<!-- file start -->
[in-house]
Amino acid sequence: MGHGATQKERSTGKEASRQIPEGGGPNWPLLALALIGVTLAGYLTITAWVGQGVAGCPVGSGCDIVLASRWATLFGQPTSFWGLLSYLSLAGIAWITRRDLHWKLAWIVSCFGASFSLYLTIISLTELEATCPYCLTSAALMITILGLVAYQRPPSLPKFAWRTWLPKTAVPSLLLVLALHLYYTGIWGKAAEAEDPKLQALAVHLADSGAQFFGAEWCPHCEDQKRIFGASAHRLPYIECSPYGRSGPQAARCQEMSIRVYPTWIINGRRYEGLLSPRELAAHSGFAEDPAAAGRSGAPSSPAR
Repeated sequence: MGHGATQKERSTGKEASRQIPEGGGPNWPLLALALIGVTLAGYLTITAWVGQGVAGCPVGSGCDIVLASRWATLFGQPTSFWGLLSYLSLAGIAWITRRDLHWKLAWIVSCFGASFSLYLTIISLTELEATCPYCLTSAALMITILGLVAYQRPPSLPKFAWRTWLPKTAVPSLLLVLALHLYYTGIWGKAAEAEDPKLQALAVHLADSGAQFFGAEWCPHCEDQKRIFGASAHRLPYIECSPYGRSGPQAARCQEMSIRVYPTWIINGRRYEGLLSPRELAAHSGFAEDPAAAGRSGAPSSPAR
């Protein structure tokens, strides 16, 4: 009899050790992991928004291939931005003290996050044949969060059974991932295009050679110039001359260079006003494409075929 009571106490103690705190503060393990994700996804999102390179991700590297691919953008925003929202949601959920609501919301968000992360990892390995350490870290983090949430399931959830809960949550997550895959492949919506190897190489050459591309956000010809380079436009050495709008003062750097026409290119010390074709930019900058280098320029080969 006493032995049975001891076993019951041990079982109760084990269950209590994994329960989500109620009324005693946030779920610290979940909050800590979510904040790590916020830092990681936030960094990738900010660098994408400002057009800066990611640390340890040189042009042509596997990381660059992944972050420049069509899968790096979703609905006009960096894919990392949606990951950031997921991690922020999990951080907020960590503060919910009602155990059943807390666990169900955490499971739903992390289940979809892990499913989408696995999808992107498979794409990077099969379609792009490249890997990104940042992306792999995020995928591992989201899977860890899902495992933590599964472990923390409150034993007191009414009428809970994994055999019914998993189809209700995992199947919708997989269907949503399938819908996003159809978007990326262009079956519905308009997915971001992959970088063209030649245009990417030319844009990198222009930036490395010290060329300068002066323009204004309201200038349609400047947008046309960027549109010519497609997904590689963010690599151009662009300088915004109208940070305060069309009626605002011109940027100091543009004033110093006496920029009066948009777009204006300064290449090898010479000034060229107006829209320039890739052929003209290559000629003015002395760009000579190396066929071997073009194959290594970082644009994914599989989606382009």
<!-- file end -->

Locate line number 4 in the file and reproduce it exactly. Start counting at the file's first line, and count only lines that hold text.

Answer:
């Protein structure tokens, strides 16, 4: 009899050790992991928004291939931005003290996050044949969060059974991932295009050679110039001359260079006003494409075929 009571106490103690705190503060393990994700996804999102390179991700590297691919953008925003929202949601959920609501919301968000992360990892390995350490870290983090949430399931959830809960949550997550895959492949919506190897190489050459591309956000010809380079436009050495709008003062750097026409290119010390074709930019900058280098320029080969 006493032995049975001891076993019951041990079982109760084990269950209590994994329960989500109620009324005693946030779920610290979940909050800590979510904040790590916020830092990681936030960094990738900010660098994408400002057009800066990611640390340890040189042009042509596997990381660059992944972050420049069509899968790096979703609905006009960096894919990392949606990951950031997921991690922020999990951080907020960590503060919910009602155990059943807390666990169900955490499971739903992390289940979809892990499913989408696995999808992107498979794409990077099969379609792009490249890997990104940042992306792999995020995928591992989201899977860890899902495992933590599964472990923390409150034993007191009414009428809970994994055999019914998993189809209700995992199947919708997989269907949503399938819908996003159809978007990326262009079956519905308009997915971001992959970088063209030649245009990417030319844009990198222009930036490395010290060329300068002066323009204004309201200038349609400047947008046309960027549109010519497609997904590689963010690599151009662009300088915004109208940070305060069309009626605002011109940027100091543009004033110093006496920029009066948009777009204006300064290449090898010479000034060229107006829209320039890739052929003209290559000629003015002395760009000579190396066929071997073009194959290594970082644009994914599989989606382009």